Sunday, August 2, 2009

Nopa

[caption id="" align="aligncenter" width="840" caption="Image from Nopa's wensite, Nopasf.com"]Image from Nopas wensite, Nopasf.com[/caption]

When I was trying to figure out somewhere to go to dinner with my friend Hollis in San Francisco, I decided to check out the webpage for Nopa which is less than a mile from where I use to live when I was still full time in SF. As soon as I spied the words: local, organic, seasonal and simple, I picked up the phone and made my reservation. Rave reviews abound and the promise of food that fits my model for eating, health, sustainability and is still gourmet, made me really excited to try it out. I have, for the most part, not had the opportunity to explore the SF food scene. I hadn't been in SF enough to make real work of exploring (my goal is to try one new restaurant a week!) the food scene, so this was just the chance I needed to do said exploration.

I arrived at Nopa on a blustery, cold summer evening and while my guest wasn't there yet, they gave me the option to be seated at my table, away from the cold draft that came in everytime the door opened. I was lucky enough to sit upstairs and the whole restaurant really jives with my sense of style. The upstairs is more of a balcony, overlooking a huge, high ceiling, open space. The kitchen is open as well, and I could scope out some of the things being prepared from a bird's eye view. The bar on the main level was packed (it was 7pm) and I was happy to have a reservation since the drop-ins that had requested space before I was seated were looking at a minimum 1.5 hr wait. My waiter came quickly, brought me a tall glass of cool water and took my drink order with speed. I decided to try a White Manhattan. I was intrigued since I had recently read a blog about Death's Door Liquor and that it was NOT overrated and in fact quite good. I also really like Manhattans and was keen to try the interesting twist. Needlesstosay, it was a success. Enough spin and enough tradition.

Hollis soon joined me and we tucked into conversation, neglecting out menus profusely. The waiter, who I found intensely endearing and fitting- he had the style of a mission barista with the service of fine dining, made himself present and available to take our order but did not rush us. When we finally got around to looking at the menu, I was feeling a bit daring. I have been thinking alot lately about trying new things and foods I have never tried before and figured instead of opting for something I knew I would like (like the amazing summer melon salad with sheep's milk feta & basil that Hollis got), I decided to try Grilled Monterey Sardines with cherry tomato confit and spiced chickpeas. Can you believe I have never had Sardines? Well, these were the real deal-whole fish, simply and beautifully prepared. Despite the fact that I hate little bones, I made me way through the flavorful dish. The spiced chickpeas were crunchy and well, spicy and tomato confit perfectly offset the sardines flavor. As I mentioned, Hollis' summer melon salad was delicious. The flavors popped and you could taste all the best of summer in each bite. The basil was the perfect element to draw out all the layers of flavor.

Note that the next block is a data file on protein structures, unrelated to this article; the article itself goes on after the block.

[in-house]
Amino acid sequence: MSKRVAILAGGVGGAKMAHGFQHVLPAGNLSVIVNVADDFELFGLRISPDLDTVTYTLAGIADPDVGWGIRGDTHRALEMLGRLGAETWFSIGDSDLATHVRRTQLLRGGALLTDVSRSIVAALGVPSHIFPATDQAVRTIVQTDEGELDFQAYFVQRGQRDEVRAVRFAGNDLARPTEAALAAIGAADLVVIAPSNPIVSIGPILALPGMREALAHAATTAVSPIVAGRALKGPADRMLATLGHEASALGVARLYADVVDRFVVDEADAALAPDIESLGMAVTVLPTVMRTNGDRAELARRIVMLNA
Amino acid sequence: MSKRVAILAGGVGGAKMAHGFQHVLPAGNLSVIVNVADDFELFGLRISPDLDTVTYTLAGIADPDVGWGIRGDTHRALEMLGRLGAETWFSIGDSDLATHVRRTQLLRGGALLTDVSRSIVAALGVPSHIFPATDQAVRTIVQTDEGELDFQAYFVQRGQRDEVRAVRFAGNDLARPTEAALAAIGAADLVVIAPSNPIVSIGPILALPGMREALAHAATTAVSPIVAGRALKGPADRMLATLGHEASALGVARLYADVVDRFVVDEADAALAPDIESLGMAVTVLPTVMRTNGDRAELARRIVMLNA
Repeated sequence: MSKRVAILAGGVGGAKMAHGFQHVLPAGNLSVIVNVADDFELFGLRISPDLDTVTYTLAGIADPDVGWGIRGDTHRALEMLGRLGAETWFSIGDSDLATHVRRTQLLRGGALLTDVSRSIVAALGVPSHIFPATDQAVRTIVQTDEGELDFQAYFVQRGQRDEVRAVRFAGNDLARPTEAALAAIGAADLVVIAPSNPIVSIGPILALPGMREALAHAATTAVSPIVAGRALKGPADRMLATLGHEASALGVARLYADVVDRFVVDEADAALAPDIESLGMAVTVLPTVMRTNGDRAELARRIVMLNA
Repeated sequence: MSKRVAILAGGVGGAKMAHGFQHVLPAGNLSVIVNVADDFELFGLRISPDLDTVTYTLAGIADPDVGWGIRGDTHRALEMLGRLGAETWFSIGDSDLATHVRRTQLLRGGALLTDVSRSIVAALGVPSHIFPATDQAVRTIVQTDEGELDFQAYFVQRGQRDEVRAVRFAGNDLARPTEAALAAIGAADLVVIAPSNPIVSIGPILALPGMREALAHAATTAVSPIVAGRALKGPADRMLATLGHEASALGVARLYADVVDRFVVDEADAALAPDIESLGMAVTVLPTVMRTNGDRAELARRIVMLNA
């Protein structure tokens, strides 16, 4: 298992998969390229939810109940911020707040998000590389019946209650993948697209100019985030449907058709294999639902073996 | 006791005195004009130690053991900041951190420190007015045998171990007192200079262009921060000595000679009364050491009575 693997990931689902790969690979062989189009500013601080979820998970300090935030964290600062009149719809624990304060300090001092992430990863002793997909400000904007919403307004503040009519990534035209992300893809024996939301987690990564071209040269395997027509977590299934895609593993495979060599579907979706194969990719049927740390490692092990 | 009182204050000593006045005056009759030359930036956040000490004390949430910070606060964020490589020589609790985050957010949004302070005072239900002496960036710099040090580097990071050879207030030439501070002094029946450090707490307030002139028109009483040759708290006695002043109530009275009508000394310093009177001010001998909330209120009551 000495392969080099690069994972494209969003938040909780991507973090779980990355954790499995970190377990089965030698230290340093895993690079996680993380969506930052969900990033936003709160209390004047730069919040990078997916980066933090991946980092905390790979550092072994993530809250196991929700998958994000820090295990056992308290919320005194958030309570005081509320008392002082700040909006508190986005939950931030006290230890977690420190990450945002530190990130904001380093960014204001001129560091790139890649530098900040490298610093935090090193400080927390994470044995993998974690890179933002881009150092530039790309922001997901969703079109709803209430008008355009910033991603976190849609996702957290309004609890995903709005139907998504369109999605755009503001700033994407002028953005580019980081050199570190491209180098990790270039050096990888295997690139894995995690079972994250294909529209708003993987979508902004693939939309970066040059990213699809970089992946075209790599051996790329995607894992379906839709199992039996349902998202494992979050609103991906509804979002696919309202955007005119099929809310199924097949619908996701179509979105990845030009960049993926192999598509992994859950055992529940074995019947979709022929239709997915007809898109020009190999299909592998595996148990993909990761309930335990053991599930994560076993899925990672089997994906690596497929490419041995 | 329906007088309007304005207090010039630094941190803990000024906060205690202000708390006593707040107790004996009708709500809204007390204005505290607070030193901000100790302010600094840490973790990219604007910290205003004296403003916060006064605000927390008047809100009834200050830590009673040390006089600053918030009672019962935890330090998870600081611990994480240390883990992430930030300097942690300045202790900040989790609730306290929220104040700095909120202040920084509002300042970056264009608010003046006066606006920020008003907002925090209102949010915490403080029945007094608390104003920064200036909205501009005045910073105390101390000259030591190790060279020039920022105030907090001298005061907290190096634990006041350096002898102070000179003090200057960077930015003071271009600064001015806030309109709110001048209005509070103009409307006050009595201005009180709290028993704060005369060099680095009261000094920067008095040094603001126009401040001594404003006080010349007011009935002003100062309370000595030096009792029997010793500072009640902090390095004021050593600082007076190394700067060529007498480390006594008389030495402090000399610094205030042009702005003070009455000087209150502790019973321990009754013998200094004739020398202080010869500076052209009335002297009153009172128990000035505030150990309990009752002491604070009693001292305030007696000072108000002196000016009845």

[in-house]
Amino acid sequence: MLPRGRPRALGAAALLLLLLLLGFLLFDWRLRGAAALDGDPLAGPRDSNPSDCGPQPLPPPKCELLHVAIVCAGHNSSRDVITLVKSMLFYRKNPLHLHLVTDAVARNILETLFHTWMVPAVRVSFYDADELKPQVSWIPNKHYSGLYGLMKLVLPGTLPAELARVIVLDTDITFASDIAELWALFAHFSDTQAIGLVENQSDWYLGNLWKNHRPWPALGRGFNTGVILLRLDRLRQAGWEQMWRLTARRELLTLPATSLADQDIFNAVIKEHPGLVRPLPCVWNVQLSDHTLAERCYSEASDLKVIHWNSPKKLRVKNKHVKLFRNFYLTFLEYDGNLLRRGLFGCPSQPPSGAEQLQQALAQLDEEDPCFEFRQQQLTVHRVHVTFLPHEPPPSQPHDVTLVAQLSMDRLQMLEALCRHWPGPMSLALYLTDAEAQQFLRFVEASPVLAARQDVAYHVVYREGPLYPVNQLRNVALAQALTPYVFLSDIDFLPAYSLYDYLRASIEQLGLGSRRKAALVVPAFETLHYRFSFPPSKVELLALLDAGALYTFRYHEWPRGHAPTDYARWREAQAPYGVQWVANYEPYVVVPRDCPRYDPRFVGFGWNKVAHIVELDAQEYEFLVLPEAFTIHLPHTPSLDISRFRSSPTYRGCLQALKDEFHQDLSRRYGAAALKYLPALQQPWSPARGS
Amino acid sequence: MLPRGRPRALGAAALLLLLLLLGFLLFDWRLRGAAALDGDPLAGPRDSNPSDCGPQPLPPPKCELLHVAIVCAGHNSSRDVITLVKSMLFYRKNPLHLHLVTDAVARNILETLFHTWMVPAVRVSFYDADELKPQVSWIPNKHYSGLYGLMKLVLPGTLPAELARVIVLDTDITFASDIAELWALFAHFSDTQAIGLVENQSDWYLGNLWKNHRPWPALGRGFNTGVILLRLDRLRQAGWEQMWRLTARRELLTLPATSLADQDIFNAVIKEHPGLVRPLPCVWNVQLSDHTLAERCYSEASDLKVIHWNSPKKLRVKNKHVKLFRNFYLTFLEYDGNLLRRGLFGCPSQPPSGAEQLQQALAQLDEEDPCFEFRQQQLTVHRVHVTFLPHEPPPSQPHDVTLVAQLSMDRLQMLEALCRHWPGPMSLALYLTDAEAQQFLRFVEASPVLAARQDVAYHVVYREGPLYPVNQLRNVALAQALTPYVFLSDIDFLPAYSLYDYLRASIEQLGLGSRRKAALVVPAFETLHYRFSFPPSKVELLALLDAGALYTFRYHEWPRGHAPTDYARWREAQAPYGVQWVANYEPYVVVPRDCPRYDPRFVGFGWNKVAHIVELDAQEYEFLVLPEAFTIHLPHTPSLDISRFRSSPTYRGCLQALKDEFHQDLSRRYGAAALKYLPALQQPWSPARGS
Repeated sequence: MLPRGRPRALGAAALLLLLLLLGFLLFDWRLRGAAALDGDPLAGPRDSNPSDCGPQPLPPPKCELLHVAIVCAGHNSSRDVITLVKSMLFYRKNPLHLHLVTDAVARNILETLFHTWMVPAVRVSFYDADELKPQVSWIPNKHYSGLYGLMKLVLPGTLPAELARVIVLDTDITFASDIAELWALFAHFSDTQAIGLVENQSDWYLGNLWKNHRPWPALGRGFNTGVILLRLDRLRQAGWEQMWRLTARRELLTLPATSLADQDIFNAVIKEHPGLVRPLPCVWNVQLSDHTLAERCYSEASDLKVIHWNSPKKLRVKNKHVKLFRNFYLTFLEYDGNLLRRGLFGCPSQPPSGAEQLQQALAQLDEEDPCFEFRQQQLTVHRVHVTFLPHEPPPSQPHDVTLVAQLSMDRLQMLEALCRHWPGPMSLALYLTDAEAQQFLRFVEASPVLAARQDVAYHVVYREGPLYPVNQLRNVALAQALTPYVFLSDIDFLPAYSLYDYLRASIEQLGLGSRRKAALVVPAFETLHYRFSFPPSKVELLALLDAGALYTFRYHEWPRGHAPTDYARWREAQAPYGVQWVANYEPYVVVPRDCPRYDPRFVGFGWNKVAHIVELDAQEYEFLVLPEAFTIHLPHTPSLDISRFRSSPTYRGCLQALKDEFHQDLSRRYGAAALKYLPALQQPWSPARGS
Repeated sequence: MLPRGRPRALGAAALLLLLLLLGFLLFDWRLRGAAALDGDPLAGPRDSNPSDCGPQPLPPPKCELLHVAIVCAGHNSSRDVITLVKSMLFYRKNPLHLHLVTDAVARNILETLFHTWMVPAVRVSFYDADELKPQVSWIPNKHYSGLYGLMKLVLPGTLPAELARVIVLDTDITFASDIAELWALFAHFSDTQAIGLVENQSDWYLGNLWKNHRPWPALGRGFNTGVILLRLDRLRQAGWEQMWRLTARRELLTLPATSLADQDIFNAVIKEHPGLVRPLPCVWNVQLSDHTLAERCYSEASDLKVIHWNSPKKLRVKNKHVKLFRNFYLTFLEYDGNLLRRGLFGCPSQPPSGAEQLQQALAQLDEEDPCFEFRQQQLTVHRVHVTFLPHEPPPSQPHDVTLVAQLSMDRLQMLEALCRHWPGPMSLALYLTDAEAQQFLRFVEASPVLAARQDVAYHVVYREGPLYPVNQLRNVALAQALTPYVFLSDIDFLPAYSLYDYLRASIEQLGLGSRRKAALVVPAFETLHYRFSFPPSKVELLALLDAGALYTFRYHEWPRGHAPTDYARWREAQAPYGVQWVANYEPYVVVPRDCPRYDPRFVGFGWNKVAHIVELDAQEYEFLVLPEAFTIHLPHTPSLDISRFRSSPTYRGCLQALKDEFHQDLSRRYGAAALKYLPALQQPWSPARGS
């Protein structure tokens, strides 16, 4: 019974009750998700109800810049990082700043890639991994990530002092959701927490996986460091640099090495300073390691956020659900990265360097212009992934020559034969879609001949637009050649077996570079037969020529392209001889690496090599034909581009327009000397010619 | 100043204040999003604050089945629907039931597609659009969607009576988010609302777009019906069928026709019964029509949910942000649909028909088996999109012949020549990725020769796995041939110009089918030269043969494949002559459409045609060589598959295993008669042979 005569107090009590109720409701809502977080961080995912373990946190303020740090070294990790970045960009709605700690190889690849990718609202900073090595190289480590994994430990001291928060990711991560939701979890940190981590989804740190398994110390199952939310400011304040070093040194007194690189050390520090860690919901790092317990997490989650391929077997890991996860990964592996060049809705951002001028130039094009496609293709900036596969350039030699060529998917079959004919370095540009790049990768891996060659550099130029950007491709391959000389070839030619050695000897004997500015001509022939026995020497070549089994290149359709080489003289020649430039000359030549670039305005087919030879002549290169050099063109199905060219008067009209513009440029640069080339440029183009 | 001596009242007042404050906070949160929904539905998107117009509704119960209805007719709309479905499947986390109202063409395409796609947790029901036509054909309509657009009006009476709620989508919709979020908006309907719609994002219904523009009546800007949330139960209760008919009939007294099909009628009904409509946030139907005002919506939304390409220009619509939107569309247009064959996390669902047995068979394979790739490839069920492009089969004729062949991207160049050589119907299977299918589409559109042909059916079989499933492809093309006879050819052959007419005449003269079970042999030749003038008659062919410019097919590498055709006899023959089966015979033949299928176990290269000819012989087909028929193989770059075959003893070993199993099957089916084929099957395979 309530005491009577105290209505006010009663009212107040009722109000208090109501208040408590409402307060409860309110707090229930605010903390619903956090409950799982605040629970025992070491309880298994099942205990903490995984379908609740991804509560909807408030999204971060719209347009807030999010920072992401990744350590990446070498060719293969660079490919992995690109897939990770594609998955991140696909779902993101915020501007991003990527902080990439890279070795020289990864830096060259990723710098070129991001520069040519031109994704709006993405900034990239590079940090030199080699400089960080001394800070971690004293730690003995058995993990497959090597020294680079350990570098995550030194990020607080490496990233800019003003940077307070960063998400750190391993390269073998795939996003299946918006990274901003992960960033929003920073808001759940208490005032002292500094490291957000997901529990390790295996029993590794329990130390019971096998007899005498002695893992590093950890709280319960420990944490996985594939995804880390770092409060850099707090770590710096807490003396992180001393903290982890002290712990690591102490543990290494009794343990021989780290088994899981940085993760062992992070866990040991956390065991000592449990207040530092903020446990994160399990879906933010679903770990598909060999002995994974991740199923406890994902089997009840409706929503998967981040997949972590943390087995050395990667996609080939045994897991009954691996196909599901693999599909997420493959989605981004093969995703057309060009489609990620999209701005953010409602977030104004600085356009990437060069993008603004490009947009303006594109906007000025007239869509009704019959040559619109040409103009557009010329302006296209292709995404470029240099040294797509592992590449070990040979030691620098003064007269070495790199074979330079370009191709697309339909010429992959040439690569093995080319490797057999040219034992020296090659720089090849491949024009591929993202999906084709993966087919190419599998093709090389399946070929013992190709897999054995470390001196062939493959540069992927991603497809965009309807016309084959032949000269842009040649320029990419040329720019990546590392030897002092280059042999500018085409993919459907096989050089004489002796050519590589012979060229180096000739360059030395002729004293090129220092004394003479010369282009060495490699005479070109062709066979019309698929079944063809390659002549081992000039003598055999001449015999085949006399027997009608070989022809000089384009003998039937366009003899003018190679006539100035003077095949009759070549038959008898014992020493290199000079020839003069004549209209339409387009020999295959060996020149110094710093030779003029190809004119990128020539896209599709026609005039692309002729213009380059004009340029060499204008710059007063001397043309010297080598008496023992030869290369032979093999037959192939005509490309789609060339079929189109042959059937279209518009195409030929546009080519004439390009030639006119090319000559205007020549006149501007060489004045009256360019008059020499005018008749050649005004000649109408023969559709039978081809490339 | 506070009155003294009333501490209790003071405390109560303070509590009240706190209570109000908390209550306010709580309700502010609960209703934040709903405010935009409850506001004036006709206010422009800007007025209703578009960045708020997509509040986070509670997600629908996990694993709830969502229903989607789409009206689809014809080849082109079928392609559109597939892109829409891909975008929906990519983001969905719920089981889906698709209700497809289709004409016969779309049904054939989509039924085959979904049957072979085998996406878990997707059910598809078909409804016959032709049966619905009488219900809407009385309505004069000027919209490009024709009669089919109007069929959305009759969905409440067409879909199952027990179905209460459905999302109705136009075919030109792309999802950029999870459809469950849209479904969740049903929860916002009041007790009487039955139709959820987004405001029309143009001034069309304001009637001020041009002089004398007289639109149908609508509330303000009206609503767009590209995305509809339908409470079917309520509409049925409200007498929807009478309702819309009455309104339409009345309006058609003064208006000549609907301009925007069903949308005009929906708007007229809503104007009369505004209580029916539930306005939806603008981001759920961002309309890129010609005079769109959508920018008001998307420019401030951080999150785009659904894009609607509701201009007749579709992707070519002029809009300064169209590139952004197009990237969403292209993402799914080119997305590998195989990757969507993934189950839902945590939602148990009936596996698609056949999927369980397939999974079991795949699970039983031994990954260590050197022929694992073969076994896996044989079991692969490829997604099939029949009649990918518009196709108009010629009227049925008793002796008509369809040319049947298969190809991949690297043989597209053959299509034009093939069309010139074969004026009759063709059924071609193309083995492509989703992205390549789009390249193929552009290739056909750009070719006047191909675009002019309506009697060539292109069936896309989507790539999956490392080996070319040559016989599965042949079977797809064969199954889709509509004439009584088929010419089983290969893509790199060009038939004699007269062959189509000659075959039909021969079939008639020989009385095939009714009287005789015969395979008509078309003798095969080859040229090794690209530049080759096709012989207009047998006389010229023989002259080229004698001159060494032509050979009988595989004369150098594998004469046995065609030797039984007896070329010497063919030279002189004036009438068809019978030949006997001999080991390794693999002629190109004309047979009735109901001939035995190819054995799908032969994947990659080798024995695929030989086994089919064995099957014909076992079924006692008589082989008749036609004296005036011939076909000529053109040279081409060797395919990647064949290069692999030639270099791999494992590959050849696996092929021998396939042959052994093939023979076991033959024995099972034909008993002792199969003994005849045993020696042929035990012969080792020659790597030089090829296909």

For my main dish, I was absolutely drawn to the Moroccan vegetable tagine with toasted almonds. I got it sans lemon yogurt, which was not a problem. Hollis got the Northern Halibut with roasted early girl tomatoes, grilled summer squash and arugula. Even though SF is in the midst of one of its typical summers and is very cold, I didn't necessarily want a heavy dish. I wanted the flavors of summer in a warming dish and the tagine absolutely delivered! The vegetables were intensely flavored and crisp tender. The Moroccan spices warmed my palate but the dish itself was not laden with out of season vegetables. It was highly successful. Hollis' dish sang of summer. It was light and fresh. Everything that crossed our table really exuded the local, organic, seasonal nature of this restaurant. It was completely self-evident in the food. That absolutely delights me. The menu is very eclectic and covers a good range of flavor profiles. There is a burger on the menu that had me thinking all week (and ultimately creating one for myself at home) about the perfect burger, but there were also many other options available. Their wine/spirits list was extensive and thoughtful. The waiter paired my Sardines with a delightful red (mourvedre carignan syrah Languedo 2006) that complimented the dish impeccably. They put as much thought into their wine/spirits as they do their food, so no matter what you find on the menu to drink, it is not there thoughtlessly.

I will return to Nopa. It was genuinely good and I am hopeful that their food and wine philosophy sets a precedent that return meals will be as equally seasonal, thoughtful and plesantly surprising as my first visit.

Nopa on Urbanspoon

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